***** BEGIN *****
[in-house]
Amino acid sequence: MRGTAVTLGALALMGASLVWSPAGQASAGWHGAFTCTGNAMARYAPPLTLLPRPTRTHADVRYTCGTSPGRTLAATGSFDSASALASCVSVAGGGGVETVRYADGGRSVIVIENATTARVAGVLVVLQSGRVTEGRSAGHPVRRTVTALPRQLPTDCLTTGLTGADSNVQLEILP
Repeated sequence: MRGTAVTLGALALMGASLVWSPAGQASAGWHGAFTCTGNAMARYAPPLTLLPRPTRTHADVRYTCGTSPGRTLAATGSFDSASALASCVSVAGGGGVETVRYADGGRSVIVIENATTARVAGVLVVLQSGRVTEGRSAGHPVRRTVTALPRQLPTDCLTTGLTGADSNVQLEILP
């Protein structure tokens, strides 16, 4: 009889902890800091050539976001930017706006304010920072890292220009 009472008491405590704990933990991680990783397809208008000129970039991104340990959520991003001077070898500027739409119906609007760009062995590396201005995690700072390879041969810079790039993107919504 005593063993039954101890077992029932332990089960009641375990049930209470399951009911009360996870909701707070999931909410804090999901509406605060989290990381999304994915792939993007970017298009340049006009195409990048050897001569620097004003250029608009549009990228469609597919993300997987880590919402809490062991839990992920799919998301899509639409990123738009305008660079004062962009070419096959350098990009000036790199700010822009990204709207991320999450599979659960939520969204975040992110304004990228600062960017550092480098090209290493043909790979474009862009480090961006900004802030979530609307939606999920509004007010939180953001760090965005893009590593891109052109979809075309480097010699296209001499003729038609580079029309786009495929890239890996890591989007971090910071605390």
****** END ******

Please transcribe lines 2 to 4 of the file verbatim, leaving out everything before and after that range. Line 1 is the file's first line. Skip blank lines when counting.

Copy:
Amino acid sequence: MRGTAVTLGALALMGASLVWSPAGQASAGWHGAFTCTGNAMARYAPPLTLLPRPTRTHADVRYTCGTSPGRTLAATGSFDSASALASCVSVAGGGGVETVRYADGGRSVIVIENATTARVAGVLVVLQSGRVTEGRSAGHPVRRTVTALPRQLPTDCLTTGLTGADSNVQLEILP
Repeated sequence: MRGTAVTLGALALMGASLVWSPAGQASAGWHGAFTCTGNAMARYAPPLTLLPRPTRTHADVRYTCGTSPGRTLAATGSFDSASALASCVSVAGGGGVETVRYADGGRSVIVIENATTARVAGVLVVLQSGRVTEGRSAGHPVRRTVTALPRQLPTDCLTTGLTGADSNVQLEILP
């Protein structure tokens, strides 16, 4: 009889902890800091050539976001930017706006304010920072890292220009 009472008491405590704990933990991680990783397809208008000129970039991104340990959520991003001077070898500027739409119906609007760009062995590396201005995690700072390879041969810079790039993107919504 005593063993039954101890077992029932332990089960009641375990049930209470399951009911009360996870909701707070999931909410804090999901509406605060989290990381999304994915792939993007970017298009340049006009195409990048050897001569620097004003250029608009549009990228469609597919993300997987880590919402809490062991839990992920799919998301899509639409990123738009305008660079004062962009070419096959350098990009000036790199700010822009990204709207991320999450599979659960939520969204975040992110304004990228600062960017550092480098090209290493043909790979474009862009480090961006900004802030979530609307939606999920509004007010939180953001760090965005893009590593891109052109979809075309480097010699296209001499003729038609580079029309786009495929890239890996890591989007971090910071605390």